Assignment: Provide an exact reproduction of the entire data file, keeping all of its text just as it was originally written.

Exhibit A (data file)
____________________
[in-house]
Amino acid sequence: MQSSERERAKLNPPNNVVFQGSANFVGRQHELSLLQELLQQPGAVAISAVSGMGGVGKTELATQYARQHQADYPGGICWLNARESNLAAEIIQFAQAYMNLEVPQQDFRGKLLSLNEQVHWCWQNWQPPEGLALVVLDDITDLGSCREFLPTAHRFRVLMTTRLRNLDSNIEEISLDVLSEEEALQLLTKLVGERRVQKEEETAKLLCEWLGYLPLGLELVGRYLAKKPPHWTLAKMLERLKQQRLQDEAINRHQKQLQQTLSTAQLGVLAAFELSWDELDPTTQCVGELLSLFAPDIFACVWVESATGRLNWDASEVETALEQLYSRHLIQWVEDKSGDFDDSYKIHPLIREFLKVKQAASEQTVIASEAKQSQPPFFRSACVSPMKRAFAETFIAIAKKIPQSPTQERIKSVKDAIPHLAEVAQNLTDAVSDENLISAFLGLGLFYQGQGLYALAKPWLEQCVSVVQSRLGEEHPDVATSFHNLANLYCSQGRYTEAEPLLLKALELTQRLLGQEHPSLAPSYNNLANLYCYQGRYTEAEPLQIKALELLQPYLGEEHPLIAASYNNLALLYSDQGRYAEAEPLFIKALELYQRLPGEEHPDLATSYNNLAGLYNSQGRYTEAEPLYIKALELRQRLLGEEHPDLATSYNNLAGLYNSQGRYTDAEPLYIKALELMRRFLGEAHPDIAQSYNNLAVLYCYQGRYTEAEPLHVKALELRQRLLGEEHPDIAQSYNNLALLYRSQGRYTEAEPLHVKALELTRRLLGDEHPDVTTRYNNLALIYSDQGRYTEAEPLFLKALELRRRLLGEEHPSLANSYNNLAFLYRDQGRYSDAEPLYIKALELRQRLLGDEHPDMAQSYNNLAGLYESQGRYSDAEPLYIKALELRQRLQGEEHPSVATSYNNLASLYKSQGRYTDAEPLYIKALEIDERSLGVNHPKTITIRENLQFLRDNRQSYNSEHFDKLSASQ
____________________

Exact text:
[in-house]
Amino acid sequence: MQSSERERAKLNPPNNVVFQGSANFVGRQHELSLLQELLQQPGAVAISAVSGMGGVGKTELATQYARQHQADYPGGICWLNARESNLAAEIIQFAQAYMNLEVPQQDFRGKLLSLNEQVHWCWQNWQPPEGLALVVLDDITDLGSCREFLPTAHRFRVLMTTRLRNLDSNIEEISLDVLSEEEALQLLTKLVGERRVQKEEETAKLLCEWLGYLPLGLELVGRYLAKKPPHWTLAKMLERLKQQRLQDEAINRHQKQLQQTLSTAQLGVLAAFELSWDELDPTTQCVGELLSLFAPDIFACVWVESATGRLNWDASEVETALEQLYSRHLIQWVEDKSGDFDDSYKIHPLIREFLKVKQAASEQTVIASEAKQSQPPFFRSACVSPMKRAFAETFIAIAKKIPQSPTQERIKSVKDAIPHLAEVAQNLTDAVSDENLISAFLGLGLFYQGQGLYALAKPWLEQCVSVVQSRLGEEHPDVATSFHNLANLYCSQGRYTEAEPLLLKALELTQRLLGQEHPSLAPSYNNLANLYCYQGRYTEAEPLQIKALELLQPYLGEEHPLIAASYNNLALLYSDQGRYAEAEPLFIKALELYQRLPGEEHPDLATSYNNLAGLYNSQGRYTEAEPLYIKALELRQRLLGEEHPDLATSYNNLAGLYNSQGRYTDAEPLYIKALELMRRFLGEAHPDIAQSYNNLAVLYCYQGRYTEAEPLHVKALELRQRLLGEEHPDIAQSYNNLALLYRSQGRYTEAEPLHVKALELTRRLLGDEHPDVTTRYNNLALIYSDQGRYTEAEPLFLKALELRRRLLGEEHPSLANSYNNLAFLYRDQGRYSDAEPLYIKALELRQRLLGDEHPDMAQSYNNLAGLYESQGRYSDAEPLYIKALELRQRLQGEEHPSVATSYNNLASLYKSQGRYTDAEPLYIKALEIDERSLGVNHPKTITIRENLQFLRDNRQSYNSEHFDKLSASQ